I have a slightly older beginner who does great at the piano, but was "forgetting" to do his theory. Turns out he thought he understood it already, no need to take time to mark intervals, or whatever. But, I found that he did not have the concepts ingrained yet, he was still only surface level. I had him do the work, on his own, and he had the lightbulb moment of understanding!

Like a class in school, you may have a great reader, but do they understand what they are reading? They may have memorized math facts, but can they apply them?

good luck!


Learning as I teach.
Re: 30-minute lesson structure for promising beginner
Andamento #2986146 05/31/20 12:17 PM
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Thank you for all your replies. You've given me lots of good food for thought. (Seems like I always say that, but it's one of the things I really appreciate about this forum in the limited time I can spend here.) smile

Missbelle, to your question about which curriculum I'm using, with this student it is Piano Safari. His Level 1 materials include the Repertoire book, Theory book, and Sight Reading & Rhythm cards.

For those interested to know, his theory is fully integrated with the repertoire he's studying, as is the sight reading, as it covers, unit by unit, the intervals and rhythms focused on in his repertoire.

It's all coordinated quite well, so though I "divide" the lesson time into different sections, it really isn't as separated as it sounds. The 10-minute blocks are approximations only -- the lesson is more fluid than I can convey in writing. Conceptually, nearly everything we do during a lesson is interrelated.

Improvisation is the only exception, but that is something I don't "teach." Instead, it's an opportunity for the students to simply create at the piano as a prelude to playing their assigned music -- to share the music inside of them before we launch into the intricacies of what someone else wrote.

It takes maybe all of 30-60 seconds, but when I first started having my students do this in lessons several weeks ago, I was amazed at the delight my students and I both took from the brief activity. At the time we began doing that, all of my students were still online, and their improvisations somehow gave us a greater personal connection than when we first started working through a screen. So, in my opinion, improvisation is time well spent.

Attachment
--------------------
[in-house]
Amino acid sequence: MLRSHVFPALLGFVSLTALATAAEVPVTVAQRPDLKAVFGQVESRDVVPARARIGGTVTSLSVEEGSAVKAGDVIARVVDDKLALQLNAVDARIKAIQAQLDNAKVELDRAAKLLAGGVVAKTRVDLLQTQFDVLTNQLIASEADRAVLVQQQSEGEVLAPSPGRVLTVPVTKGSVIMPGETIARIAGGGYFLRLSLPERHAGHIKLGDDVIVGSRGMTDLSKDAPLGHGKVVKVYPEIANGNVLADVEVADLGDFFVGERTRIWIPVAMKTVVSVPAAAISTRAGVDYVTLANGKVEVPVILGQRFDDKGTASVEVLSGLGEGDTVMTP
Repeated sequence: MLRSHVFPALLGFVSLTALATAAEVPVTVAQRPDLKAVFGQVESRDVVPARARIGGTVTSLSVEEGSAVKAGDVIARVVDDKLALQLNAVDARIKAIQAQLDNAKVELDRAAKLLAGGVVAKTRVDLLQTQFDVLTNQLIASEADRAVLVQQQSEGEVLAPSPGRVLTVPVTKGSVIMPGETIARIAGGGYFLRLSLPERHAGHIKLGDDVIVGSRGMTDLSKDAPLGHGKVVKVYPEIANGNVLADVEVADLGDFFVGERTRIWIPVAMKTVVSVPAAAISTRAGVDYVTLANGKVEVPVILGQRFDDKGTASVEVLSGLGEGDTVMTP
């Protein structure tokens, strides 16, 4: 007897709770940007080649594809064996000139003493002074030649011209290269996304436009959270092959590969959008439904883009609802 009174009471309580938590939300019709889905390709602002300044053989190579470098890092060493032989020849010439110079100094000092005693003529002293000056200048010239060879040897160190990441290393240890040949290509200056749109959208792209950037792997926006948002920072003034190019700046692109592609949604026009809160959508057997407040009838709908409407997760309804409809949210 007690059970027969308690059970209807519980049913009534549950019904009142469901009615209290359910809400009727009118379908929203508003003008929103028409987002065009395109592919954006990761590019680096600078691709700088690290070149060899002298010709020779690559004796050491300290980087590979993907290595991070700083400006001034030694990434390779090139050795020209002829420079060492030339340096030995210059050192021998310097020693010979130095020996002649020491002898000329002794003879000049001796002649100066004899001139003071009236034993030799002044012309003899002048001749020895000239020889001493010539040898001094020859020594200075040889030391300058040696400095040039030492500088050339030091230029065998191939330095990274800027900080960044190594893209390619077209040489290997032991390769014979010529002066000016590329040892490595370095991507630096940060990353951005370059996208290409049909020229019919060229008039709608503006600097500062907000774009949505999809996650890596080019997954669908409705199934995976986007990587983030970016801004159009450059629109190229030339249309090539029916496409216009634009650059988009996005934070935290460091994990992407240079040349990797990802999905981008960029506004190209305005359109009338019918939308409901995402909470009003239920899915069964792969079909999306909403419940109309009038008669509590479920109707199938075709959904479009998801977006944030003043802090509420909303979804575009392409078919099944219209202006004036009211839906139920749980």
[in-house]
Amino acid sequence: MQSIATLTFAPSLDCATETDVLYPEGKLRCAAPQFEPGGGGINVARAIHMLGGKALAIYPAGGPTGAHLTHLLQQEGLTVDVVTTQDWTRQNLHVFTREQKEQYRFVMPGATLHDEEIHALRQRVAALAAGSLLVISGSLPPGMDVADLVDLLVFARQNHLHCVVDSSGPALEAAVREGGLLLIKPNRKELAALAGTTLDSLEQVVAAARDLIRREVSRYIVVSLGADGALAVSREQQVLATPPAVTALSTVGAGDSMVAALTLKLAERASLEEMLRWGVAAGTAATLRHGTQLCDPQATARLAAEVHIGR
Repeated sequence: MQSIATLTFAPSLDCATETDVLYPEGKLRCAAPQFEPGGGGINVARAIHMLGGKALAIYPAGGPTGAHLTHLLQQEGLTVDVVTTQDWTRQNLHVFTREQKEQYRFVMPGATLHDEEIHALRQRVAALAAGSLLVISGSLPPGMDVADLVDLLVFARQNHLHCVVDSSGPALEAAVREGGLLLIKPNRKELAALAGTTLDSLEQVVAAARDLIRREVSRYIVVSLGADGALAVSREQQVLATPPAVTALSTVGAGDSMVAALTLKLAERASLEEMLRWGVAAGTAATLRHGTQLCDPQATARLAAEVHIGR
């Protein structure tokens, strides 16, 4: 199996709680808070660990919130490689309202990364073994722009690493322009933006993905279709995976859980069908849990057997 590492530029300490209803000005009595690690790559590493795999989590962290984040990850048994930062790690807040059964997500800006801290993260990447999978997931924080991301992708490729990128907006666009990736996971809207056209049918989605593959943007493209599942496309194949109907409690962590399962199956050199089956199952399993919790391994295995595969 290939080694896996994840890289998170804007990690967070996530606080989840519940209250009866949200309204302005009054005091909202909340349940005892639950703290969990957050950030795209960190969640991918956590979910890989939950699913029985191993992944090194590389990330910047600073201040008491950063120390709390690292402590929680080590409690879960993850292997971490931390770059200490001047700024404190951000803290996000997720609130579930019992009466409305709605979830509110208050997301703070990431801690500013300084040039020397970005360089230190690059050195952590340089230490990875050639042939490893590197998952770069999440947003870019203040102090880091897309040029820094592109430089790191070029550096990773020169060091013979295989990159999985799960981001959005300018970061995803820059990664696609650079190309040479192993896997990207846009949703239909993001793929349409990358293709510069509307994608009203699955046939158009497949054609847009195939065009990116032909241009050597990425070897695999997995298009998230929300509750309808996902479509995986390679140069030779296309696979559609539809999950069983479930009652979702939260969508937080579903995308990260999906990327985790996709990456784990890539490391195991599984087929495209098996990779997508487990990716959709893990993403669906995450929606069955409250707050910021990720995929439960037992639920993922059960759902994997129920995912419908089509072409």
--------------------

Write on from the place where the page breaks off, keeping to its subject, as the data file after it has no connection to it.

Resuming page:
However, to get back on topic now... there's still the matter of 30 minutes slipping by very quickly. Your comments have got me thinking, and one of my thoughts is to perhaps alternate weeks with theory and sight reading, instead of doing both every week.

Or, I could take my special Beethoven focus weeks (once a month for part of the lesson time to celebrate his 250th birthday this year), in which I play a Beethoven piece and they do a related activity, and then add theory and/or sight reading into the mix that one day of the month instead of into every week.

Thinking as I'm typing... wink Thanks for your thoughts, all.

Re: 30-minute lesson structure for promising beginner
Andamento #2989095 06/08/20 02:44 PM
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Andamento,

I like your idea of having them add an intro/prelude to a piece they are somewhat familiar with.

Sometimes I ask them to choose what they want as a warm-up, and I am surprised at their selection on occasion. Rough and tumble child liked a lullaby, or a hesitant child played a bold march...it does create a deeper connection.

And, no matter how well you set up your lesson plans, life gets in the way. Some concepts I plan most of the lesson to teach/demo/echo, and they get it fast! Or, the reverse. Something that two dozen other students on the same lesson took to in two minutes, this one student has spent ten minutes and is still unsure.

Keep it fluid, but DO keep a timer. (I find that for a 30 min lesson, a warning 7 minutes before end works for me. 5 min snooze = two minutes left for final review and assignment confirmation.)


Learning as I teach.